In order to develop new drugs and medical procedures, researchers need to conduct clinical trials. As a result, there are a large number of these trials that take place within the United States. A recent survey on this topic revealed, however, that approximately 96% of the participants had never participated in a clinical trial. This is interesting to note, as roughly 46% of the participants believed that clinical trials were valuable to the health care system. Furthermore, these individuals also indicated that they considered clinical trial participation to be the equivalent of donating blood.
When people participate in medical research studies, informed consent is required. This is considered to be so important that there is a specific section on informed consent in the ninth revision of the American Psychological Association’s Ethical Code. In the event that researchers plan to have children under the age of 18 participate in clinical drug development, they are legally bound to obtain a parent’s or guardian’s consent.
In order for a new drug or medical procedure to be approved by the Food and Drug Administration, it must complete four separate phases. It’s important to note that while 5,000 to 10,000 drugs may enter the research and development process every year, just 250 of these are tested in a pre-clinical trial. Out of these 250, just five are tested in a clinical trial, and only one tends to be approved by the Federal Food and Drug Administration.
There is a specific purpose for each phase of a clinical study. During a Phase 1 clinical trial, for example, an experimental drug or treatment is tested for the first time. The size of the group is usually between 20 to 80 people. At this stage, the clinical team’s purpose is two-fold. First of all, they need to determine whether or not the drug or treatment is safe. Secondly, they need to identify any side effects.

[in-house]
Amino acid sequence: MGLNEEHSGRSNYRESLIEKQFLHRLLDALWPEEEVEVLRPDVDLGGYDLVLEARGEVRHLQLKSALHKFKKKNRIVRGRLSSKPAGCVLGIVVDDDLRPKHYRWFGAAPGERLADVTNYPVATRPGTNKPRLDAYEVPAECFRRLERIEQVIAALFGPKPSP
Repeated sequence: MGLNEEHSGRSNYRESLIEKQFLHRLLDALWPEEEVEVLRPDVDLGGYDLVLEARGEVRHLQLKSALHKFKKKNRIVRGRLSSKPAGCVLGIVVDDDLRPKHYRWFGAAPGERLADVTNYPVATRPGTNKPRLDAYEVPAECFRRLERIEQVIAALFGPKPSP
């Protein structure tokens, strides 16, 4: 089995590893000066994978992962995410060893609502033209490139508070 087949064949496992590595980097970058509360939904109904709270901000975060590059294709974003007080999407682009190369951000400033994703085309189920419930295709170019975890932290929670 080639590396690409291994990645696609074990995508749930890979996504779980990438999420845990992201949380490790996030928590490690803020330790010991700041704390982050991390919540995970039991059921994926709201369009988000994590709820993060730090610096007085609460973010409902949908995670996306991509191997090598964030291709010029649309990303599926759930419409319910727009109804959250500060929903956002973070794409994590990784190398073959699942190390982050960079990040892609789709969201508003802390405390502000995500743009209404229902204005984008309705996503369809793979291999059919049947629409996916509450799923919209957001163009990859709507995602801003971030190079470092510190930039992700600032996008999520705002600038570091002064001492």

When a Phase II trial is underway, the experimental drug or treatment is administered to a group of 100 to 300 people. At this stage, the purpose is also two-fold. In addition to determining whether or not the drug or treatment is effective, its safety is also further evaluated.
During Phase III trials, the experimental drug or treatment is administered to between 1,000 to 3,000 people. There are four purposes at this stage of a clinical trial:
- To confirm the experimental drug or treatment’s effectiveness
- To monitor side effects that may arise from the experimental drug or treatment
- To compare the experimental drug or treatment with standard or equivalent protocols
- To collect data so that the experimental drug or treatment can be safely used
Upon the completion of Phase IV, a New Drug Application will be submitted by the clinical trial team. If approved by the Food and Drug Administration, the drug or treatment will be available on the market. As previously stated, there is usually just one drug or treatment that will make it through this entire process.
New drugs and medical treatments continue to be needed for a variety of diseases and health conditions. When people have the opportunity to participate in clinical trials, they are making valuable contributions to the medical field. Furthermore, by participating in clinical trials, the participants are in a position to potentially help themselves and others.